The management and control of vertebrate pests is costly, and eradication is generally unachievable. This project aims to identify new vertebrate repellents based on predator odours. The identification and use of repellents as an alternate pest animal control method is desirable, as other pest control measures such as fencing, shooting/darting and poisoning can impact negatively on non-target species, be prohibitively expensive, and/or be perceived as cruel or inhumane.

This research will:

  • identify the active repellent compounds found in tiger (Panthera tigris), lion (Panthera leo), dingo (Canis lupus dingo) and Tasmanian devil (Sarcophilus harrisii) faeces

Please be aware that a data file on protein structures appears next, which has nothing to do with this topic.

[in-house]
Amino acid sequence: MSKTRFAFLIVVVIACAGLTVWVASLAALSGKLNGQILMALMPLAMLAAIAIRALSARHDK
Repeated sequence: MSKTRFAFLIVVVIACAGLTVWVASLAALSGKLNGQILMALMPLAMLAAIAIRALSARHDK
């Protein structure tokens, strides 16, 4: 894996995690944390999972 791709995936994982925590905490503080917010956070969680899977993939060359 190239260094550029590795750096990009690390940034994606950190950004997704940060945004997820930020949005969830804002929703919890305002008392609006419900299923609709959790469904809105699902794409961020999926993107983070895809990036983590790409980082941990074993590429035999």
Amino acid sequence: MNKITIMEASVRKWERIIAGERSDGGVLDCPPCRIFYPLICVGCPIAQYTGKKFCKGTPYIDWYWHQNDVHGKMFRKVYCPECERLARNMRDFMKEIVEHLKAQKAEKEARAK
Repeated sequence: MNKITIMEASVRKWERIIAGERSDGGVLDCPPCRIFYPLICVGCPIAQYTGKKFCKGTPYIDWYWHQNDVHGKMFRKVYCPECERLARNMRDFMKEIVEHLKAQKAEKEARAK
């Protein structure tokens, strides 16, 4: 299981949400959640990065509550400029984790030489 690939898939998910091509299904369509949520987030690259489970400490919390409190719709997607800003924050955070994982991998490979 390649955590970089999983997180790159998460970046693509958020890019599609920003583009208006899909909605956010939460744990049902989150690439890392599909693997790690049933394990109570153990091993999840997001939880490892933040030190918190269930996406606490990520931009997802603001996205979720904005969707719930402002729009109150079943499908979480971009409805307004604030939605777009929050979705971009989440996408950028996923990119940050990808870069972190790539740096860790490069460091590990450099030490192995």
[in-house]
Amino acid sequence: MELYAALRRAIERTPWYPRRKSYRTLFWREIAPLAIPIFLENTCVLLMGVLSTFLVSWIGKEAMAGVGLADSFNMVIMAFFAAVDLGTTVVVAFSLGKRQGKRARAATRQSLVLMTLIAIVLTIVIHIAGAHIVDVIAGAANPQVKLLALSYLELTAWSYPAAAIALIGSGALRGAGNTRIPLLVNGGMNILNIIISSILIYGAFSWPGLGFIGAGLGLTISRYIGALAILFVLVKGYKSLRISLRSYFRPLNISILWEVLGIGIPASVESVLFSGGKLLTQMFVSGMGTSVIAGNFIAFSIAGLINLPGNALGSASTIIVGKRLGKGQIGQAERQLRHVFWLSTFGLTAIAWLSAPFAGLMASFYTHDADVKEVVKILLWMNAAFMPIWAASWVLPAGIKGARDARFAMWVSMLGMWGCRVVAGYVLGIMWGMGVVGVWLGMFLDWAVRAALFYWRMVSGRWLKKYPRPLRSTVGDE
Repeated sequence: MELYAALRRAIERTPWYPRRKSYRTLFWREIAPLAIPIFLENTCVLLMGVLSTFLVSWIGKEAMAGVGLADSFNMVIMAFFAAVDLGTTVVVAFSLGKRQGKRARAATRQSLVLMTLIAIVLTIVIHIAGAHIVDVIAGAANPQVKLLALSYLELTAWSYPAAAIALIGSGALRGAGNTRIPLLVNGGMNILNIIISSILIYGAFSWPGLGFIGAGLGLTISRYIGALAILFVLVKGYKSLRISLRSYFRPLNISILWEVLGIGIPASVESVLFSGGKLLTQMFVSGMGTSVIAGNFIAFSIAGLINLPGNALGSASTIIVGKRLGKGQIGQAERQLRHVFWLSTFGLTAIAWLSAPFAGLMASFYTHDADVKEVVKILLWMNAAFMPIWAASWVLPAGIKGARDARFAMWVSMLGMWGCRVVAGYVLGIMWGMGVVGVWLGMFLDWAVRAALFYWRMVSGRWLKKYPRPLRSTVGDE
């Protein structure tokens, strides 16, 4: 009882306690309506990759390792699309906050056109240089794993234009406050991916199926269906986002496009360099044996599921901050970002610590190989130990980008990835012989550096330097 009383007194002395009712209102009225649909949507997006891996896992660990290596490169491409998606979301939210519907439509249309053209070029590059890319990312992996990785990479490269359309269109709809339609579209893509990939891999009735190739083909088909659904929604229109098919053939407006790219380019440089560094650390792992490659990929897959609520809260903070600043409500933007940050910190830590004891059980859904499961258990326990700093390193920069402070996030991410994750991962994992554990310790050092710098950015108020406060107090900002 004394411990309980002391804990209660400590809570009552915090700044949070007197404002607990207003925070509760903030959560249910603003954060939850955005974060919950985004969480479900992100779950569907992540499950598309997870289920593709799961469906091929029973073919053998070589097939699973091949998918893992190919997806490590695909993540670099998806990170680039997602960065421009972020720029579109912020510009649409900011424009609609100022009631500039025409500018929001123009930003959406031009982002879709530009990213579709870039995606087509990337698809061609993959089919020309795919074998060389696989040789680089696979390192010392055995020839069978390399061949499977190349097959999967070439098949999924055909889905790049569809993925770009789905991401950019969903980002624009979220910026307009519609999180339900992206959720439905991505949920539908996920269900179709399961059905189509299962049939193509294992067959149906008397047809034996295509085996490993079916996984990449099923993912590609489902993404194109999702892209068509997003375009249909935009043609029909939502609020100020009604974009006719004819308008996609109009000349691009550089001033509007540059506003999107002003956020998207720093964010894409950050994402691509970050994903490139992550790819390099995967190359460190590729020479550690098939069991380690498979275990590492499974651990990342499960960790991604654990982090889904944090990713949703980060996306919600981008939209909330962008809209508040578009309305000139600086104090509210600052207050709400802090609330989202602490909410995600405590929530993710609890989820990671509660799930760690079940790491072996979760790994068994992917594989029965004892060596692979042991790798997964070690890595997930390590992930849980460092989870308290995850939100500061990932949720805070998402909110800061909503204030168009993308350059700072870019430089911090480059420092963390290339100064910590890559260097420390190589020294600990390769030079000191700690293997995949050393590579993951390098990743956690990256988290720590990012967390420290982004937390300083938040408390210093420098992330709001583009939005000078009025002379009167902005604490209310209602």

• explore the best delivery method for these repellents under a range of climatic conditions and test their efficacy and longevity in the field against the target herbivore species (initially goats and macropods)
  • determine the effect of habituation on the effectiveness of the animal repellents
  • determine if these isolated components can be manufactured and delivered in appropriate forms and varying potency.

You'll undertake solvent extractions of faecal of Sumatran tigers, lions, dingoes and Tasmanian devils to determine their odour profiles. You'll then identify individual compounds of the odours and their quantities by using Gas Chromatography Mass Spectrometry (GC-MS). 

Location: UQ Gatton, with possible fieldwork in several other Queensland locations

Supervisors: Associate Professor Peter Murray

Before you apply: contact the primary supervisor for more details

Project start subject to: UQ animal ethics approval

Project members

Associate Professor Peter Murray

Associate Professor
School of Agriculture and Food Sciences